Prime Minister Ralph Gonsalves has sent a stern warning to persons who are in quarantine but are moving about in public, putting other persons at risk of the deadly coronavirus — COVID-19.
“And if you do not say in quarantine, if you are voluntarily quarantined — voluntary quarantine doesn’t mean you can walk in and walk out.
“It is an option which is given to you in certain circumstances, but you have to stay there,” Gonsalves said on Wednesday in a national address on his government’s response to the pandemic.
One case of COVID-19 has been confirmed in St. Vincent and the Grenadines.
The Cabinet has decided that all travellers who arrive in St. Vincent and the Grenadines having been in a number of countries within the previous 15 days will be quarantined for 14 days.
The countries are Iran, South Korea, United States of America, including the United States Virgin Islands (USVI) and Puerto Rico, the United Kingdom, the European Union, including Italy and the Overseas Departments of France (Guadeloupe, Martinique, St. Martin, French Guiana), and Canada.
Such persons are expected to remain at home and self-isolate for 14 days.
However, members of the public have complained that persons who should be in quarantine are seen in public places, including places of entertaining during the period of quarantine, thereby putting other persons at risk of contracting COVID-19.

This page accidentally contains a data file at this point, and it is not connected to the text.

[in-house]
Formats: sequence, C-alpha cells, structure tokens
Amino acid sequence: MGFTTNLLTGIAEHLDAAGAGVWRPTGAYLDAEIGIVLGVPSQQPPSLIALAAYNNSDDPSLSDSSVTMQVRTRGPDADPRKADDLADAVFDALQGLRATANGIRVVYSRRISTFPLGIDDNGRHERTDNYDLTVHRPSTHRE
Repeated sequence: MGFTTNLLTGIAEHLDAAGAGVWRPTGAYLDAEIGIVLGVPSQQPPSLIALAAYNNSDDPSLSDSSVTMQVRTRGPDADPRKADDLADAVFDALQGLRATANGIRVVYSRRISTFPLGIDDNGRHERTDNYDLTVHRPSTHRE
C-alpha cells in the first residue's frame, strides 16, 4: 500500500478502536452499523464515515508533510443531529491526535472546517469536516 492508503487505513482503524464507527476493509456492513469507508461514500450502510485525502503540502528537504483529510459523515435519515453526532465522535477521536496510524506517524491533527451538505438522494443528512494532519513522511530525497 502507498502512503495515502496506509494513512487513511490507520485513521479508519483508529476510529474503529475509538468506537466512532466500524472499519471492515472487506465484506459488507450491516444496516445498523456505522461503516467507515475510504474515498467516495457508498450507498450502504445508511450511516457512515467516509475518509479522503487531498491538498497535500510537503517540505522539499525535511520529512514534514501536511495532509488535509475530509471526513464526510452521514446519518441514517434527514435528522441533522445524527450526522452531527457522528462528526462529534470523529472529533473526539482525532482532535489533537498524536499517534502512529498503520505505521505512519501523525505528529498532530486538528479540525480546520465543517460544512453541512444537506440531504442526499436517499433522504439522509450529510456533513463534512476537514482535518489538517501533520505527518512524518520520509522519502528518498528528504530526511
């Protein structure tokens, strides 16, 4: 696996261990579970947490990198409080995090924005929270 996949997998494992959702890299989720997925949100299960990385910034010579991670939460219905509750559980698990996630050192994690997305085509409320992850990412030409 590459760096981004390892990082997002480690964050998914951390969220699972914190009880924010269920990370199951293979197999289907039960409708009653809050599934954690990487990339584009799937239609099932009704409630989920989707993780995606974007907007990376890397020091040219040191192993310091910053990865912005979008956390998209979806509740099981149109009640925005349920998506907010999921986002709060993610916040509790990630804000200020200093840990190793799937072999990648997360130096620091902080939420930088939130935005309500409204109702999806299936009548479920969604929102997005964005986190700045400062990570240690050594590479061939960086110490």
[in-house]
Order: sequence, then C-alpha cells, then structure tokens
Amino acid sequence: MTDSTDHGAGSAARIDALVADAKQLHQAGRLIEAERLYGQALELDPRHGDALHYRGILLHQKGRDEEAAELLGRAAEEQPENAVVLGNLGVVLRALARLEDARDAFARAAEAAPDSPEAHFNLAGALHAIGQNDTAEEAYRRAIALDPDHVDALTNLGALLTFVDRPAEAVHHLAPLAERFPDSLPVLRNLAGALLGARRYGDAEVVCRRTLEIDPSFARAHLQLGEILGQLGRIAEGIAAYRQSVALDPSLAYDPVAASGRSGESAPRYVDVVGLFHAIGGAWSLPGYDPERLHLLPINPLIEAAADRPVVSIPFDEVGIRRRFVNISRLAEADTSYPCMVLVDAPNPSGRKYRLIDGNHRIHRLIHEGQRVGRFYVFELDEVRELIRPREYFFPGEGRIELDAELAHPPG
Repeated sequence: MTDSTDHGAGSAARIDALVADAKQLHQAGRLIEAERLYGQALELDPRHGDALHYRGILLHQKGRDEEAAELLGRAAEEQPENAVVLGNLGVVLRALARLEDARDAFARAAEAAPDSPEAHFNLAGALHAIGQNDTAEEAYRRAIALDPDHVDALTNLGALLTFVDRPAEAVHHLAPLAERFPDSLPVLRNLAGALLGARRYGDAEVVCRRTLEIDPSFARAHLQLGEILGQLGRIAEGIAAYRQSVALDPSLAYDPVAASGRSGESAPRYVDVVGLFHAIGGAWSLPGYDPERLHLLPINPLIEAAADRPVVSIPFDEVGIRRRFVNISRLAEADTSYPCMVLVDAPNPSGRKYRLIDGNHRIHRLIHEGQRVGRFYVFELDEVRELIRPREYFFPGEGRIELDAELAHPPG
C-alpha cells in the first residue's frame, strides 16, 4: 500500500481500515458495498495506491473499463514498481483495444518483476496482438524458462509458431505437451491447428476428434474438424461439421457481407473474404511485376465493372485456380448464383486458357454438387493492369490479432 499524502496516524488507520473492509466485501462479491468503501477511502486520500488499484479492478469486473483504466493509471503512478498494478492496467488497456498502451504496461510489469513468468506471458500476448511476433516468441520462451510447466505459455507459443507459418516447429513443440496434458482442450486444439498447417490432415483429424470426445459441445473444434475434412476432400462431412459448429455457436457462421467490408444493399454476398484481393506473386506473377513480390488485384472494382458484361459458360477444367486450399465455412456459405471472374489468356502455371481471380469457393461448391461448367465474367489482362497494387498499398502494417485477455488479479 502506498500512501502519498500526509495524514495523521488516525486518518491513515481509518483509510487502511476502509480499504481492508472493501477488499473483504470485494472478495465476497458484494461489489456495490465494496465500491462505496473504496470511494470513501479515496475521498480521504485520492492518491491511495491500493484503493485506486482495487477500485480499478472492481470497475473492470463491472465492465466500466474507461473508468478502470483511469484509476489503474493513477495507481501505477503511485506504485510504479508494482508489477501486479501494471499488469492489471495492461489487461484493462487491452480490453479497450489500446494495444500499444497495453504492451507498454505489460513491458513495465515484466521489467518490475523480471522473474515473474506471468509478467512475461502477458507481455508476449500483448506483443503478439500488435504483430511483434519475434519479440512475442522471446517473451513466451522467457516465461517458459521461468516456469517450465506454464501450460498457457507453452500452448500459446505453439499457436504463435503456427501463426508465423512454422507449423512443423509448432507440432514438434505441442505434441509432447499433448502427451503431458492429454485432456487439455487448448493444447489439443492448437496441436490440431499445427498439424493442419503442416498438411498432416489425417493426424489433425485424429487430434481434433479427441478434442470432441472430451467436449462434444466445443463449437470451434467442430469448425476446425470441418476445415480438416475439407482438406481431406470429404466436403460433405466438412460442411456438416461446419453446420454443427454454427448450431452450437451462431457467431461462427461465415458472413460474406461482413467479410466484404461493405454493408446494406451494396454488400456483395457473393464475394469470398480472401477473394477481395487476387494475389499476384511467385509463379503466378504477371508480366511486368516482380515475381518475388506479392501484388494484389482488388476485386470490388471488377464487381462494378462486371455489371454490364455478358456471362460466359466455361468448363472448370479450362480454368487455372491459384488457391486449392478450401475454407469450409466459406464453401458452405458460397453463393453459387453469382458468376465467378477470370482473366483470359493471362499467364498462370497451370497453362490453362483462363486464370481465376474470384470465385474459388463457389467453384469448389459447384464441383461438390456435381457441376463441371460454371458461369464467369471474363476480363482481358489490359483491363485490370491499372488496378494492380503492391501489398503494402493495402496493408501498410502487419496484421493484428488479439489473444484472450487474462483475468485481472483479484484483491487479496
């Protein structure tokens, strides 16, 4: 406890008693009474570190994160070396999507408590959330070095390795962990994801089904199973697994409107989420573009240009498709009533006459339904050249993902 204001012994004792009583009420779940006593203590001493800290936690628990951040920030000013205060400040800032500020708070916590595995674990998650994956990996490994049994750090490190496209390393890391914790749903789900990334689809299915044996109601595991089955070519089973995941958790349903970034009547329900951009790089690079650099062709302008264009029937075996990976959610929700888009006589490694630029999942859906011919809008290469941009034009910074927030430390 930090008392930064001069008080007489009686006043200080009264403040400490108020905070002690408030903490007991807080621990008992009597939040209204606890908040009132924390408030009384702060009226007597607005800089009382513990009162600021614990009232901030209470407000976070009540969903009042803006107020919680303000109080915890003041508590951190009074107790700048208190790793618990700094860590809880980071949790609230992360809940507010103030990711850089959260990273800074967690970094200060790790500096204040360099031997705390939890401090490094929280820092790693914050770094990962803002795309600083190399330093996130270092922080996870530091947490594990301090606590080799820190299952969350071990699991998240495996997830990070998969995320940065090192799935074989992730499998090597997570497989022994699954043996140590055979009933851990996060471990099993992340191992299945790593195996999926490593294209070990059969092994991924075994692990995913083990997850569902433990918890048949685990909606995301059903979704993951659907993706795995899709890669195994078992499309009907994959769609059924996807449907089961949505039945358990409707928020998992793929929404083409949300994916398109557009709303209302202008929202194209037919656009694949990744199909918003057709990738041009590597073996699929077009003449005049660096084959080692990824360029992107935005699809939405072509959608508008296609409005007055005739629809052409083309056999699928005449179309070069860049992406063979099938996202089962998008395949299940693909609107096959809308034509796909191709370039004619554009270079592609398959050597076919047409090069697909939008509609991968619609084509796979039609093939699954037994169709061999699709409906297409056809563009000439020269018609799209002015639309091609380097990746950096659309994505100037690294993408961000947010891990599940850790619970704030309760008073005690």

In his address Wednesday night, Gonsalves said that his government is keeping under constant review, especially at this time, the security situation in SVG.
“Any immediate, significant threat, additionally, to our citizen security would be met with further appropriate actions. I give that solemn assurance,” Gonsalves said.
“Indeed, our government has already been firm on those who break a voluntary quarantine,” he said, adding that persons who act in that way are taken to court and compulsorily quarantined with a specific legal sanction and under the security of the police.
“Indeed, four such quarantine orders were sought of, and obtained from, the law courts today,” Gonsalves said, adding that it was not the first time that the legal powers of the state have been so exercised.
The Kingstown Magistrate’s Court, on Monday, ordered that one person be quarantined, and in early March, the Serious Offences Court granted an order pursuant to the Public Health Act, 1977 for the isolation of persons exposed to infections, that 15 persons, all of whom had what appear to be Chinese names, be quarantined for 14 days.
On Wednesday, Gonsalves said:
“If you are quarantined, I want you to listen to me, you stay in quarantine; this is a serious matter.”
He further said:
“If you leave it, we will take you to the law courts and we will have a compulsory order issued. I don’t want to ask people to be snooping about individuals who break the quarantine but I want you to inform the police or the health authorities of anybody who has so broken the quarantine so that we can address the matter.”